Places To Visit In Athens

Athens' glorious history dates back more than 3,000 years and makes it an emblem of Western Civilization at its pinnacle. In classical antiquity, the city was thriving and Socrates, Pericles, and Sophocles were all born there. More than just a reminder of its illustrious history, Athens is today's vibrant capital city, housing some of the most significant tourist destinations in the nation. The Acropolis is one of the most magnificent ancient monuments in the entire world, and the city's world-class museums feature fascinating antiquities found at nearby sites. The sparkling Byzantine churches scattered around the city and the village-like suburbs north of the Acropolis are two further hidden gems waiting to be discovered.

Athens might feel frantic and crowded in the summer, offering a very different vacation experience from the lovely Greek islands. However, in the spring and fall, the city is still pleasant and there are many fewer visitors. Using our list of the top tourist destinations in Athens, you can organize your sightseeing.

Ancient Acropolis
Ancient Acropolis

The Acropolis in Athens, with the Parthenon temple perched high on a rocky crag keeping watch over centuries of civilization, is one of the most beautiful places in the world. The Acropolis was the heart of the ancient city and served as a citadel due to its protected hilltop location. The temple is awe-inspiring with its enormous rows of Doric columns and exquisite sculptural decorations. Reliefs on the frieze on the eastern side show the goddess Athena's birth. It serves as a reminder of the splendor of ancient Athens. The Parthenon, the biggest temple from classical antiquity dating from 447 BC to 338 BC, is the most representative structure.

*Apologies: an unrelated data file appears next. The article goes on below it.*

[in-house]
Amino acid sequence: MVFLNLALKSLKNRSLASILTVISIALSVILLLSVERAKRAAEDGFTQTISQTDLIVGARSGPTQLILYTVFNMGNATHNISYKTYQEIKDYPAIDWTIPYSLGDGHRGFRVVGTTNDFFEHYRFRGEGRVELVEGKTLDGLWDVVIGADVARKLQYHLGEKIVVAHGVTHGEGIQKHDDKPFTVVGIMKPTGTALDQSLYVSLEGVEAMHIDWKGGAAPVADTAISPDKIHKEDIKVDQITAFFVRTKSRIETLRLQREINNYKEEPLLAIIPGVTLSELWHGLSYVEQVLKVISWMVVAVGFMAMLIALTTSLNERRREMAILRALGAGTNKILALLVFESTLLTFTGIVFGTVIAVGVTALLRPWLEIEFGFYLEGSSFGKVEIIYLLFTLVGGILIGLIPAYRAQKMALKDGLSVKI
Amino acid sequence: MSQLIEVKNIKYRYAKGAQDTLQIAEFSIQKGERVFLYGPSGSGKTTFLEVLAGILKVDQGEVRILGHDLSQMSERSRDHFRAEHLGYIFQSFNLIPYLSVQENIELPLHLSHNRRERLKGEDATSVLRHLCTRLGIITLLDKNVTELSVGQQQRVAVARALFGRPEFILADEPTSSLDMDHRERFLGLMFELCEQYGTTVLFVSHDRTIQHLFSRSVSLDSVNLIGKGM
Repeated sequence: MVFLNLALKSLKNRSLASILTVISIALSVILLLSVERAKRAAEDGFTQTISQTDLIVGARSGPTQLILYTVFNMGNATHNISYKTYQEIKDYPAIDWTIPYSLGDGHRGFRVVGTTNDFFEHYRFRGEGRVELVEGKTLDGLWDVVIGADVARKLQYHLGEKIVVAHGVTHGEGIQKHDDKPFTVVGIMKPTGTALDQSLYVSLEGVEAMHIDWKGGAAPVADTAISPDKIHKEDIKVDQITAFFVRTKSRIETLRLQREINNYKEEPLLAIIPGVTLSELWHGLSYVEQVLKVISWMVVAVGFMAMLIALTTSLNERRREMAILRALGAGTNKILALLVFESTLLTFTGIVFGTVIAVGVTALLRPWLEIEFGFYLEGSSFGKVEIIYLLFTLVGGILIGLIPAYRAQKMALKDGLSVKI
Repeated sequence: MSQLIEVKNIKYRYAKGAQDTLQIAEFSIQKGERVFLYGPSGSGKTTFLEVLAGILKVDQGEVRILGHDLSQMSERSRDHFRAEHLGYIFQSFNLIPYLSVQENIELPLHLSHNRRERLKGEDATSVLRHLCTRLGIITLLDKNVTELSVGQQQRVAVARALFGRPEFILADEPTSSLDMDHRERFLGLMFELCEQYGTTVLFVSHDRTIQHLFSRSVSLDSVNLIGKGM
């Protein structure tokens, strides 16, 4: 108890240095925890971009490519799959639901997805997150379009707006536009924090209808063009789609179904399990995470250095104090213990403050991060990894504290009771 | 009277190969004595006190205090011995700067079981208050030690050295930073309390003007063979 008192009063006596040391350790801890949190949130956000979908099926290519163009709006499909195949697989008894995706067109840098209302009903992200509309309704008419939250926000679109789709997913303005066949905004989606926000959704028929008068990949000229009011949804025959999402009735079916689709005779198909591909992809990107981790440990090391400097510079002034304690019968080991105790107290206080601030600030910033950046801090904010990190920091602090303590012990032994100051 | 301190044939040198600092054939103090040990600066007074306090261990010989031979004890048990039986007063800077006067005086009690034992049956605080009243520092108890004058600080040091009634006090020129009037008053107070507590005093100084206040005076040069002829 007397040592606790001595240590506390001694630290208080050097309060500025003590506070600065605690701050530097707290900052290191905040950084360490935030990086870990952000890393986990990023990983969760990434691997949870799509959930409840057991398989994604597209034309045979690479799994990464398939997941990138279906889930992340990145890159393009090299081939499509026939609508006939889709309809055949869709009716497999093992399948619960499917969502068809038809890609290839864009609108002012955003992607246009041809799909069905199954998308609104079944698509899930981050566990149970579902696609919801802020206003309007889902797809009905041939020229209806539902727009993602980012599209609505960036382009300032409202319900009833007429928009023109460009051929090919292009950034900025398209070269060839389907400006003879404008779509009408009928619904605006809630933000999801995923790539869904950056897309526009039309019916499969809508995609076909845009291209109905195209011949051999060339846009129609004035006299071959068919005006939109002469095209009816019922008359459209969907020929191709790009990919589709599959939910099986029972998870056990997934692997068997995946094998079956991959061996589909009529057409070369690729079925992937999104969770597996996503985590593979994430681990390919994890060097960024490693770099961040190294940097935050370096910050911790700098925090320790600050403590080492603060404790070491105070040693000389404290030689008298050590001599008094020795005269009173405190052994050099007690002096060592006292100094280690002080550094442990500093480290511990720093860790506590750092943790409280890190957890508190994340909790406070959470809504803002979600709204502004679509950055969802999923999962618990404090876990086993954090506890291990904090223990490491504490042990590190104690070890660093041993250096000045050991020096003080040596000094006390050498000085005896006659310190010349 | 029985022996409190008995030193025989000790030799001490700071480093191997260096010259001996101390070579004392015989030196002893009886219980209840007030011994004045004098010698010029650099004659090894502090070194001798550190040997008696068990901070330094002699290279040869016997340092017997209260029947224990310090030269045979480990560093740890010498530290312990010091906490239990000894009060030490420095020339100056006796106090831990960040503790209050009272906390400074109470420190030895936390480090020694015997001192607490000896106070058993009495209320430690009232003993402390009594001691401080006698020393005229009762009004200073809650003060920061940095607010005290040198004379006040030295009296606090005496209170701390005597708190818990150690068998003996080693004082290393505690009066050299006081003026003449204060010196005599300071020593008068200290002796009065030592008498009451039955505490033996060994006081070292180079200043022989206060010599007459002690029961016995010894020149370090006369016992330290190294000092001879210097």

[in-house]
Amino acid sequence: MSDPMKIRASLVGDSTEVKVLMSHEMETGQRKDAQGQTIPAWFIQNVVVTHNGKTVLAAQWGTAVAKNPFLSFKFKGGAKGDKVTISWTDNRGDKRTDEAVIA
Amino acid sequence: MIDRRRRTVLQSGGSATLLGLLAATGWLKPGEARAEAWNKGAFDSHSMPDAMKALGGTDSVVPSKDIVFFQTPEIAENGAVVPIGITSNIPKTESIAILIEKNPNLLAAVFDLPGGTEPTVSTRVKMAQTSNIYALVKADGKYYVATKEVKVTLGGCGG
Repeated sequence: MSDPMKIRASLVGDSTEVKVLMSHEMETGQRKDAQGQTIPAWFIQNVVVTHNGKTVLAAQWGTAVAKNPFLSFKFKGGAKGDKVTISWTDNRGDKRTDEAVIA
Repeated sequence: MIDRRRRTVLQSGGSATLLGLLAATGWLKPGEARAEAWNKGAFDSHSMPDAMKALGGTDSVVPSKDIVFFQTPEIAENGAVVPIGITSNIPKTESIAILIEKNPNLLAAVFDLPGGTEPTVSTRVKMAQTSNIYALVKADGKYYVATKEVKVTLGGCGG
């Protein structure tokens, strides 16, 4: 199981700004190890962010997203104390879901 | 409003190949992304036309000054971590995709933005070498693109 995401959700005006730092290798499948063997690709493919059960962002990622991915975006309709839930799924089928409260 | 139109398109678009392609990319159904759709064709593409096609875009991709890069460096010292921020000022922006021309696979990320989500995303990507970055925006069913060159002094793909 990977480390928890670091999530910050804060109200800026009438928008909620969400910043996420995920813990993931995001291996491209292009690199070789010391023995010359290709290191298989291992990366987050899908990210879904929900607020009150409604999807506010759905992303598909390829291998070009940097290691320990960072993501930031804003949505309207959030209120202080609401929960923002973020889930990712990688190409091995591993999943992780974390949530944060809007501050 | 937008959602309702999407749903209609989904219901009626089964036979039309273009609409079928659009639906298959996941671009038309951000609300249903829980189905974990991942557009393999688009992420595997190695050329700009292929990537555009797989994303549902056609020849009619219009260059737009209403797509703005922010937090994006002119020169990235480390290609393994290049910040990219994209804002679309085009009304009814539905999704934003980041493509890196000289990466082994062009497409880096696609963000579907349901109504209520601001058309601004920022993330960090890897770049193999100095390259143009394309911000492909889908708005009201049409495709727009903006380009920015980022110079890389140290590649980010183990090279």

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Acropolis Museum
Acropolis Museum

Another of Athens' top attractions, the Acropolis Museum contains one of the most valuable collections of ancient Greek art in the world. The new facility was completed in 2007, below the Acropolis hilltop, and replaced the former museum on the hill. This huge facility is 25,000 square meters and features 14,000 square meters of exhibition space. The unique layout incorporates an ancient Athenian neighborhood. This is one of the best things to do in Athens when temperatures are soaring at midday.


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National Archaeology Museum
National Archaeology Museum